Another indigenous environmentalist has been murdered in Honduras, less than two weeks after the assassination of renowned activist Berta Cáceres. Nelson García was shot to death Tuesday after returning home from helping indigenous people who had been displaced in a mass eviction by Honduran security forces. García was a member of COPINH, the Civic Council of Popular and Indigenous Organizations of Honduras, co-founded by Berta Cáceres, who won the prestigious Goldman Environmental Prize last year for her decade-long fight against the Agua Zarca Dam, a project planned along a river sacred to the indigenous Lenca people. She was shot to death at her home on March 3. On Thursday, thousands converged in Tegucigalpa for the start of a mobilization to demand justice for Berta Cáceres and an end to what they say is a culture of repression and impunity linked to the Honduran government’s support for corporate interests. At the same time, hundreds of people, most of them women, gathered outside the Honduran Mission to the United Nations chanting “Berta no se murió; se multiplicó — Berta didn’t die; she multiplied.” We speak with Cáceres’s daughter, Bertha Zúniga Cáceres, and with Lilian Esperanza López Benítez, the financial coordinator of COPINH.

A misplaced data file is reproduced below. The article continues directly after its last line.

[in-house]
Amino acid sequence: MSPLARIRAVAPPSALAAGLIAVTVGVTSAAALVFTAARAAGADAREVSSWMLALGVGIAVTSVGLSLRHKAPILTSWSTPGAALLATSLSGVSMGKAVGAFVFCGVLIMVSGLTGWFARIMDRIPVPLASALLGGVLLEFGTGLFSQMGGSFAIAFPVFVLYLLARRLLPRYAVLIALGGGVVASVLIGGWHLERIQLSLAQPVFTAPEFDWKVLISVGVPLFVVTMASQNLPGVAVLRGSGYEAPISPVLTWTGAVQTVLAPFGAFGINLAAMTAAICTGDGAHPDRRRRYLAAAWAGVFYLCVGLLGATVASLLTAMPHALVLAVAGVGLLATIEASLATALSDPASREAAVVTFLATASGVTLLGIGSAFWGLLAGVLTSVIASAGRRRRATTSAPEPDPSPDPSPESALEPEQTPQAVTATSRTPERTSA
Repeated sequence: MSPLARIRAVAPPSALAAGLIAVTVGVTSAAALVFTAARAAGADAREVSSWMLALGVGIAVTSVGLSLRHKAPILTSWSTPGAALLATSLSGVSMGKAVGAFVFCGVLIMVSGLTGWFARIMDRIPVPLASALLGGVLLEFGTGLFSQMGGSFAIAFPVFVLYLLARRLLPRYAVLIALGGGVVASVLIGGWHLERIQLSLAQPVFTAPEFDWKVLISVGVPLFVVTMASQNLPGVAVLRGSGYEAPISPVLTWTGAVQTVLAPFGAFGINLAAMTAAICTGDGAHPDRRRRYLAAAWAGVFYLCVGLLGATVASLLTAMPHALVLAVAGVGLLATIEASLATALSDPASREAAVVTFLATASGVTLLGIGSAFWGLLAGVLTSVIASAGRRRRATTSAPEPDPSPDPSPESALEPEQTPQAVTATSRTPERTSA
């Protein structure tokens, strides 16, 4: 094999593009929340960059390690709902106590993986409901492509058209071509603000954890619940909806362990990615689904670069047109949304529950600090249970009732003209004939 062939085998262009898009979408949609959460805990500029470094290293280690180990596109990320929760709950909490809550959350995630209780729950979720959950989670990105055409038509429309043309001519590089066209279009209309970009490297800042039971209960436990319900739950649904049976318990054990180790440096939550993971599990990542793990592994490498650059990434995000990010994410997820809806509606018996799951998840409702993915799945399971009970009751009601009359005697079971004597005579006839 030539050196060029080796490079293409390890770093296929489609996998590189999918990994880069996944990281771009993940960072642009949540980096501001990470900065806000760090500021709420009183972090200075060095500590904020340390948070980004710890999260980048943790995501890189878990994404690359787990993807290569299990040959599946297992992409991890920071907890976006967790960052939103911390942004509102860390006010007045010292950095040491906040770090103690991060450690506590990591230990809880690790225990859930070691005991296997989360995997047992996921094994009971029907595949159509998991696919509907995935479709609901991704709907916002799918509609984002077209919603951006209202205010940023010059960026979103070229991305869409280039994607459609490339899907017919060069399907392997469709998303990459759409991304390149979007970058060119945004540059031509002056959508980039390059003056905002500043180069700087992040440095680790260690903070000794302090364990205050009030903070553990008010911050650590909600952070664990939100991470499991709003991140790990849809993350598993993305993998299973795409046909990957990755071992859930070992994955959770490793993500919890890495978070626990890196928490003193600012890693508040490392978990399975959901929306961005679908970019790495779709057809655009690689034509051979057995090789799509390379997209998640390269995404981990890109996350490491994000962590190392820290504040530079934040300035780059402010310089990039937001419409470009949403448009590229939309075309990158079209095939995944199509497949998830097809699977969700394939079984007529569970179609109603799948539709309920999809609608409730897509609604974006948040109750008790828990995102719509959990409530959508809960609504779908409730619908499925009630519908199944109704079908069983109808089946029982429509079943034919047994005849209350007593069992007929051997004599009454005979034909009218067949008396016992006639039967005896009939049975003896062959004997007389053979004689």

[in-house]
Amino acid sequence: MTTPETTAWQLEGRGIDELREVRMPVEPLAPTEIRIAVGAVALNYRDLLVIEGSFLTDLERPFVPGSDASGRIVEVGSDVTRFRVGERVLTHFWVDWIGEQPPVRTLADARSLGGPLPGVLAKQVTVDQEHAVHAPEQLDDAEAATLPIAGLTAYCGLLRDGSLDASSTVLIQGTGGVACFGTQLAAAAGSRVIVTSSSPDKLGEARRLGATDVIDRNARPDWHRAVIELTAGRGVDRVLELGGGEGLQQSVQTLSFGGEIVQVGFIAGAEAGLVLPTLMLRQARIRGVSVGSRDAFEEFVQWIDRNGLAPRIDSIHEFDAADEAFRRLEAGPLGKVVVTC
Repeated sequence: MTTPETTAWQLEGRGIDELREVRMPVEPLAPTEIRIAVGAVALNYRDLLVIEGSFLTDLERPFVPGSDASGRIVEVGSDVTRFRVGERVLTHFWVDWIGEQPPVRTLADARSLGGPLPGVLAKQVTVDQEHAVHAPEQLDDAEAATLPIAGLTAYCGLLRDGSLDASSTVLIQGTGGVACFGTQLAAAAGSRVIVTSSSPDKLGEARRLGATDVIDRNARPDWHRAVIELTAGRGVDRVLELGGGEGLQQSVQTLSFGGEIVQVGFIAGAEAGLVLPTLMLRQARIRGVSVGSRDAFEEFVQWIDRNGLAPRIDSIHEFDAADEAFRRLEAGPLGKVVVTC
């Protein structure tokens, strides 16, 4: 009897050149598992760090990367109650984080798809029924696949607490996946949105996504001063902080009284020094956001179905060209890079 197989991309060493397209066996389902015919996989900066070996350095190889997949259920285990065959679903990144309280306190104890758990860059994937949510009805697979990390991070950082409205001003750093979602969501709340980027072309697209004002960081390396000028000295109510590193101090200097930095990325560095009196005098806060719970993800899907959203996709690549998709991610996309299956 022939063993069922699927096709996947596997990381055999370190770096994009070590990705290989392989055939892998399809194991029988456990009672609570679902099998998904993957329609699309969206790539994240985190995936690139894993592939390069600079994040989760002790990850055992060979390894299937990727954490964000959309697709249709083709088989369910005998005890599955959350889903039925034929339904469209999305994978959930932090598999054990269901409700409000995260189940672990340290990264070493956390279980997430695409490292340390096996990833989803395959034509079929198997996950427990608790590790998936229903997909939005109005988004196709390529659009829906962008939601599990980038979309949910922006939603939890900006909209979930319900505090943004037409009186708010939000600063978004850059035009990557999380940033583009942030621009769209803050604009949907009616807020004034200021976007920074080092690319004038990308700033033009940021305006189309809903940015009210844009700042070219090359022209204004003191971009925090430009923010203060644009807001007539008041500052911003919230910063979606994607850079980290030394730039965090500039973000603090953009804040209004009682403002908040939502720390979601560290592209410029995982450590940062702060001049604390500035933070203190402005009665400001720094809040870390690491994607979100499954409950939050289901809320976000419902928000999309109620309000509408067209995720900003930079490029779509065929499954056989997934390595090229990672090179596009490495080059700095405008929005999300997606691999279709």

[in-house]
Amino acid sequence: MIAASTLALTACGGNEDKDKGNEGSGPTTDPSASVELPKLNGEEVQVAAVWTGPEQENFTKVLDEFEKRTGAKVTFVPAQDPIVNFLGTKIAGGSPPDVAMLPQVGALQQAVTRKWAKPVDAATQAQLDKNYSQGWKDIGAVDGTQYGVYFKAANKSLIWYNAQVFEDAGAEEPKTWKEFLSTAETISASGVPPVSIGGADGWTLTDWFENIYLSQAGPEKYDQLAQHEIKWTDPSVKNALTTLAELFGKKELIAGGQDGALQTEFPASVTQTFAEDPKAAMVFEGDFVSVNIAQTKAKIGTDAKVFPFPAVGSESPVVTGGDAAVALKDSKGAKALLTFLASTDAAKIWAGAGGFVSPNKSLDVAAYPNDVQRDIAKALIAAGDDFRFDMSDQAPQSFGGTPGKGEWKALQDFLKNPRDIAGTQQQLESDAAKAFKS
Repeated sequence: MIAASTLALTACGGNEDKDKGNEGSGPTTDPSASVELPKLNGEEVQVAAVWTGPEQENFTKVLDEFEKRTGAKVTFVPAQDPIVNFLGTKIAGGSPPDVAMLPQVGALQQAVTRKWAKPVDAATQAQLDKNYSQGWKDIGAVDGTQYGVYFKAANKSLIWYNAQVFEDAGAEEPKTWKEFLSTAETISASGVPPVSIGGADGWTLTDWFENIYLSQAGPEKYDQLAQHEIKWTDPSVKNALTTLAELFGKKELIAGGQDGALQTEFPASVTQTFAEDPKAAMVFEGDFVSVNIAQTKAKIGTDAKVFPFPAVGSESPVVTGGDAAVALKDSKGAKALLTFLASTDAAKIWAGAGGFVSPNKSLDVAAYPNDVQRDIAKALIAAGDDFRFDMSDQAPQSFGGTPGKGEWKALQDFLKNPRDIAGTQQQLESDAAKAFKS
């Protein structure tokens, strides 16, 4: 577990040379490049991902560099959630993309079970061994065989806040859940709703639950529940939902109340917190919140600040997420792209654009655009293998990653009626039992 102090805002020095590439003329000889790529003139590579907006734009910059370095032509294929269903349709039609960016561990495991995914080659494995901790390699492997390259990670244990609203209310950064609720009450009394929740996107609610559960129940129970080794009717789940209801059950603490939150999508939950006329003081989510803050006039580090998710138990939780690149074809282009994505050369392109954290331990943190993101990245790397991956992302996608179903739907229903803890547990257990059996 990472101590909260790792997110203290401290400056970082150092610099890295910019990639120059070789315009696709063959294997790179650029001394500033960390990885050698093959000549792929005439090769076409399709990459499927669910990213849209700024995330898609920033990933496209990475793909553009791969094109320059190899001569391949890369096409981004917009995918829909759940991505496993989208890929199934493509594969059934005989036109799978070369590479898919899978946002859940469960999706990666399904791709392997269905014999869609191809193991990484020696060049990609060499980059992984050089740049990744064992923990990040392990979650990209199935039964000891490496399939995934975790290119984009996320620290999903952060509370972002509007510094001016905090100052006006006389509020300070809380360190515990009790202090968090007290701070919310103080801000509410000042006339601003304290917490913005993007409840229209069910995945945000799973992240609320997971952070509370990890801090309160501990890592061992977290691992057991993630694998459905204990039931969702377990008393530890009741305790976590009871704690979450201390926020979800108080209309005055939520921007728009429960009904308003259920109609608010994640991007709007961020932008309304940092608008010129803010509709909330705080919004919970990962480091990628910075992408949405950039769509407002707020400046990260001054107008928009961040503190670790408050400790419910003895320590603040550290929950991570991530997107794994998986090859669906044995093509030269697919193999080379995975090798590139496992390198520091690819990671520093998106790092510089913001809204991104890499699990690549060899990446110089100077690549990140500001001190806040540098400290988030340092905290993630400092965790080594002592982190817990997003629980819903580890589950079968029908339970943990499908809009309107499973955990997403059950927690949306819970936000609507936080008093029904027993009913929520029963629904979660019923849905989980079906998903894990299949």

This is a rush transcript. Copy may not be in its final form.
AMY GOODMAN: We begin today’s show in Honduras, where another indigenous environmentalist has been murdered, less than two weeks after the killing of renowned activist Berta Cáceres. Nelson García was shot to death Tuesday after returning home from helping indigenous people who had been displaced in a mass eviction by Honduran security forces. García was a member of COPINH, the Civic Council of Popular and Indigenous Organizations of Honduras, co-founded by Berta Cáceres. She won the prestigious Goldman Environmental Prize last year for her decade-long fight against the Agua Zarca Dam, a project planned along a river sacred to the indigenous Lenca people. She was shot to death at her home on March 3rd. In a statement, Honduran police said the two killings were unrelated. They called Nelson García’s murder a, quote, “isolated” act.